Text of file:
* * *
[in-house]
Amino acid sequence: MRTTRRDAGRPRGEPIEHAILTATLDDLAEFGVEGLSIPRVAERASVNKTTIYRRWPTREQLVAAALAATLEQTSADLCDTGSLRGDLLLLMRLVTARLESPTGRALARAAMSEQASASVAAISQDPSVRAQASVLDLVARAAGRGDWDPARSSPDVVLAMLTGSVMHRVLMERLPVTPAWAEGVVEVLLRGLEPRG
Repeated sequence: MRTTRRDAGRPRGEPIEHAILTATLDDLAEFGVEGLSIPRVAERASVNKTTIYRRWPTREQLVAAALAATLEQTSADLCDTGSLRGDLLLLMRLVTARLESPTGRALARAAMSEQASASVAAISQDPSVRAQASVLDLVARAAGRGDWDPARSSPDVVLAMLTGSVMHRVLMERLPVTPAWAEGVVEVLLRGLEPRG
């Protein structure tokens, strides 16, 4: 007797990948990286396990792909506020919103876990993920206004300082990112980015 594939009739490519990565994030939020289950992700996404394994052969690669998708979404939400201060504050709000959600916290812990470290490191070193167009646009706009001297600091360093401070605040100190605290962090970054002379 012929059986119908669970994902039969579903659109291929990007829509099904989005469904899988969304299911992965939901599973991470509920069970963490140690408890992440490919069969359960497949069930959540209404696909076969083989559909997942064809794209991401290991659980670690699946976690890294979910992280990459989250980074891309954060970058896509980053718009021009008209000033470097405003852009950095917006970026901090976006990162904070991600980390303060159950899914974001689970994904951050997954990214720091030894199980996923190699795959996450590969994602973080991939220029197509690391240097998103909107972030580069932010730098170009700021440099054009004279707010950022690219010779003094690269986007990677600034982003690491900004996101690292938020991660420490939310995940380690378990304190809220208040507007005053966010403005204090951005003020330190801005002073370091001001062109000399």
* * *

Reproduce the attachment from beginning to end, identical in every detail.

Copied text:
[in-house]
Amino acid sequence: MRTTRRDAGRPRGEPIEHAILTATLDDLAEFGVEGLSIPRVAERASVNKTTIYRRWPTREQLVAAALAATLEQTSADLCDTGSLRGDLLLLMRLVTARLESPTGRALARAAMSEQASASVAAISQDPSVRAQASVLDLVARAAGRGDWDPARSSPDVVLAMLTGSVMHRVLMERLPVTPAWAEGVVEVLLRGLEPRG
Repeated sequence: MRTTRRDAGRPRGEPIEHAILTATLDDLAEFGVEGLSIPRVAERASVNKTTIYRRWPTREQLVAAALAATLEQTSADLCDTGSLRGDLLLLMRLVTARLESPTGRALARAAMSEQASASVAAISQDPSVRAQASVLDLVARAAGRGDWDPARSSPDVVLAMLTGSVMHRVLMERLPVTPAWAEGVVEVLLRGLEPRG
């Protein structure tokens, strides 16, 4: 007797990948990286396990792909506020919103876990993920206004300082990112980015 594939009739490519990565994030939020289950992700996404394994052969690669998708979404939400201060504050709000959600916290812990470290490191070193167009646009706009001297600091360093401070605040100190605290962090970054002379 012929059986119908669970994902039969579903659109291929990007829509099904989005469904899988969304299911992965939901599973991470509920069970963490140690408890992440490919069969359960497949069930959540209404696909076969083989559909997942064809794209991401290991659980670690699946976690890294979910992280990459989250980074891309954060970058896509980053718009021009008209000033470097405003852009950095917006970026901090976006990162904070991600980390303060159950899914974001689970994904951050997954990214720091030894199980996923190699795959996450590969994602973080991939220029197509690391240097998103909107972030580069932010730098170009700021440099054009004279707010950022690219010779003094690269986007990677600034982003690491900004996101690292938020991660420490939310995940380690378990304190809220208040507007005053966010403005204090951005003020330190801005002073370091001001062109000399």